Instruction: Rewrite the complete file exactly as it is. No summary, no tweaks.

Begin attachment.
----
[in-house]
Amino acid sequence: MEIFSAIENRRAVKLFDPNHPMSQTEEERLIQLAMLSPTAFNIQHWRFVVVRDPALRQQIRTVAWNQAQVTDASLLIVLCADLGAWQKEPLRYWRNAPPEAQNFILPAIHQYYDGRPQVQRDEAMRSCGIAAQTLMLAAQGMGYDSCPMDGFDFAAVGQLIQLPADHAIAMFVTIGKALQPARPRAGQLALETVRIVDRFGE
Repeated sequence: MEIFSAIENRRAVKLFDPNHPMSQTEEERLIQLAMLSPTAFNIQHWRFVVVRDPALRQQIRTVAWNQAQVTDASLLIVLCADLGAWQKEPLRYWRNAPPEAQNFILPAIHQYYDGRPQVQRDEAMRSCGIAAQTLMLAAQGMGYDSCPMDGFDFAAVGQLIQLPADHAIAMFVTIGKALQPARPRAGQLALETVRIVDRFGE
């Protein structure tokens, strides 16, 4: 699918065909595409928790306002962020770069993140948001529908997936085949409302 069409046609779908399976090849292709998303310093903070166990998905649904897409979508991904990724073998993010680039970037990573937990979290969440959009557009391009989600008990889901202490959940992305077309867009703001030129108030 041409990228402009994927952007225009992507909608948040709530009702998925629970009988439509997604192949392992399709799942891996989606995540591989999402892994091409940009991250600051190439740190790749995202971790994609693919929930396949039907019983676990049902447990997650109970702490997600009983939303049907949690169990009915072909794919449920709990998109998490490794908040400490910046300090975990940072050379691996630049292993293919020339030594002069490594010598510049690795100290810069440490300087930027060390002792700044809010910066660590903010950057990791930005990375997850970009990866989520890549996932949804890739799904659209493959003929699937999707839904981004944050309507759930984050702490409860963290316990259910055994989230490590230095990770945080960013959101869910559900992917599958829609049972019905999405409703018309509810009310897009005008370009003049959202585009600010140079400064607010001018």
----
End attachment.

[in-house]
Amino acid sequence: MEIFSAIENRRAVKLFDPNHPMSQTEEERLIQLAMLSPTAFNIQHWRFVVVRDPALRQQIRTVAWNQAQVTDASLLIVLCADLGAWQKEPLRYWRNAPPEAQNFILPAIHQYYDGRPQVQRDEAMRSCGIAAQTLMLAAQGMGYDSCPMDGFDFAAVGQLIQLPADHAIAMFVTIGKALQPARPRAGQLALETVRIVDRFGE
Repeated sequence: MEIFSAIENRRAVKLFDPNHPMSQTEEERLIQLAMLSPTAFNIQHWRFVVVRDPALRQQIRTVAWNQAQVTDASLLIVLCADLGAWQKEPLRYWRNAPPEAQNFILPAIHQYYDGRPQVQRDEAMRSCGIAAQTLMLAAQGMGYDSCPMDGFDFAAVGQLIQLPADHAIAMFVTIGKALQPARPRAGQLALETVRIVDRFGE
């Protein structure tokens, strides 16, 4: 699918065909595409928790306002962020770069993140948001529908997936085949409302 069409046609779908399976090849292709998303310093903070166990998905649904897409979508991904990724073998993010680039970037990573937990979290969440959009557009391009989600008990889901202490959940992305077309867009703001030129108030 041409990228402009994927952007225009992507909608948040709530009702998925629970009988439509997604192949392992399709799942891996989606995540591989999402892994091409940009991250600051190439740190790749995202971790994609693919929930396949039907019983676990049902447990997650109970702490997600009983939303049907949690169990009915072909794919449920709990998109998490490794908040400490910046300090975990940072050379691996630049292993293919020339030594002069490594010598510049690795100290810069440490300087930027060390002792700044809010910066660590903010950057990791930005990375997850970009990866989520890549996932949804890739799904659209493959003929699937999707839904981004944050309507759930984050702490409860963290316990259910055994989230490590230095990770945080960013959101869910559900992917599958829609049972019905999405409703018309509810009310897009005008370009003049959202585009600010140079400064607010001018």